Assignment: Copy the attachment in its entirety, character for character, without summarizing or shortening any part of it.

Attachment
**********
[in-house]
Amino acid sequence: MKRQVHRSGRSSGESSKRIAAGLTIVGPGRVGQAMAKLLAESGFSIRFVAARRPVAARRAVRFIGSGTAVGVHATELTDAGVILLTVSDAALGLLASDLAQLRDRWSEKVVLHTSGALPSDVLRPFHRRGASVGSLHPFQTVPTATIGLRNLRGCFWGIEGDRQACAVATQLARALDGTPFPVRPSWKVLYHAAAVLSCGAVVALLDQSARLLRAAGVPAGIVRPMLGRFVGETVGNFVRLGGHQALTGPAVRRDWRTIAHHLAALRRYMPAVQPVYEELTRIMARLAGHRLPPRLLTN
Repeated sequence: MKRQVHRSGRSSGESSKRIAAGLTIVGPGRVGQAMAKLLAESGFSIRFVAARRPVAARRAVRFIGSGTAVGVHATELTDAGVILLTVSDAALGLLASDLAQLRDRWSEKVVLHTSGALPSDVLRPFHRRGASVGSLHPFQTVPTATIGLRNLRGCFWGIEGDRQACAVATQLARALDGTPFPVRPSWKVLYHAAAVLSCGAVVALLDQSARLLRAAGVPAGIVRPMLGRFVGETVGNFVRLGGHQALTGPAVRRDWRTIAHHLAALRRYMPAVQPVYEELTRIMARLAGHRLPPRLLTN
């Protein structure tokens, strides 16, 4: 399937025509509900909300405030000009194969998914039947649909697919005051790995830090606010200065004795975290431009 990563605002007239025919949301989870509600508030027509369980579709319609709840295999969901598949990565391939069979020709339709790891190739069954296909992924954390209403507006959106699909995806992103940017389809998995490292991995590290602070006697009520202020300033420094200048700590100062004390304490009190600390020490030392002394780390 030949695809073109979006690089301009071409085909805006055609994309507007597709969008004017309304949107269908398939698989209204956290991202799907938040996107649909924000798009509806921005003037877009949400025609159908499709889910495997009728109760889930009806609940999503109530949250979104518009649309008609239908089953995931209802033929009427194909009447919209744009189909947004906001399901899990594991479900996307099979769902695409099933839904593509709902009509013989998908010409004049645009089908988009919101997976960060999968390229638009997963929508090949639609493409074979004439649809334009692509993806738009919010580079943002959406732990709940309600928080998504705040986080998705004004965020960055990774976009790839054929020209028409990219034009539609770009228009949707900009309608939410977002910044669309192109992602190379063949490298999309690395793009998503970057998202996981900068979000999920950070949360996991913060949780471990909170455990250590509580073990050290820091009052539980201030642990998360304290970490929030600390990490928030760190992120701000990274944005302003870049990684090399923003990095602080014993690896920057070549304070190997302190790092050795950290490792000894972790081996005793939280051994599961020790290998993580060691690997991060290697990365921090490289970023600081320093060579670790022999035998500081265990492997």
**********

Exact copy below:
[in-house]
Amino acid sequence: MKRQVHRSGRSSGESSKRIAAGLTIVGPGRVGQAMAKLLAESGFSIRFVAARRPVAARRAVRFIGSGTAVGVHATELTDAGVILLTVSDAALGLLASDLAQLRDRWSEKVVLHTSGALPSDVLRPFHRRGASVGSLHPFQTVPTATIGLRNLRGCFWGIEGDRQACAVATQLARALDGTPFPVRPSWKVLYHAAAVLSCGAVVALLDQSARLLRAAGVPAGIVRPMLGRFVGETVGNFVRLGGHQALTGPAVRRDWRTIAHHLAALRRYMPAVQPVYEELTRIMARLAGHRLPPRLLTN
Repeated sequence: MKRQVHRSGRSSGESSKRIAAGLTIVGPGRVGQAMAKLLAESGFSIRFVAARRPVAARRAVRFIGSGTAVGVHATELTDAGVILLTVSDAALGLLASDLAQLRDRWSEKVVLHTSGALPSDVLRPFHRRGASVGSLHPFQTVPTATIGLRNLRGCFWGIEGDRQACAVATQLARALDGTPFPVRPSWKVLYHAAAVLSCGAVVALLDQSARLLRAAGVPAGIVRPMLGRFVGETVGNFVRLGGHQALTGPAVRRDWRTIAHHLAALRRYMPAVQPVYEELTRIMARLAGHRLPPRLLTN
């Protein structure tokens, strides 16, 4: 399937025509509900909300405030000009194969998914039947649909697919005051790995830090606010200065004795975290431009 990563605002007239025919949301989870509600508030027509369980579709319609709840295999969901598949990565391939069979020709339709790891190739069954296909992924954390209403507006959106699909995806992103940017389809998995490292991995590290602070006697009520202020300033420094200048700590100062004390304490009190600390020490030392002394780390 030949695809073109979006690089301009071409085909805006055609994309507007597709969008004017309304949107269908398939698989209204956290991202799907938040996107649909924000798009509806921005003037877009949400025609159908499709889910495997009728109760889930009806609940999503109530949250979104518009649309008609239908089953995931209802033929009427194909009447919209744009189909947004906001399901899990594991479900996307099979769902695409099933839904593509709902009509013989998908010409004049645009089908988009919101997976960060999968390229638009997963929508090949639609493409074979004439649809334009692509993806738009919010580079943002959406732990709940309600928080998504705040986080998705004004965020960055990774976009790839054929020209028409990219034009539609770009228009949707900009309608939410977002910044669309192109992602190379063949490298999309690395793009998503970057998202996981900068979000999920950070949360996991913060949780471990909170455990250590509580073990050290820091009052539980201030642990998360304290970490929030600390990490928030760190992120701000990274944005302003870049990684090399923003990095602080014993690896920057070549304070190997302190790092050795950290490792000894972790081996005793939280051994599961020790290998993580060691690997991060290697990365921090490289970023600081320093060579670790022999035998500081265990492997």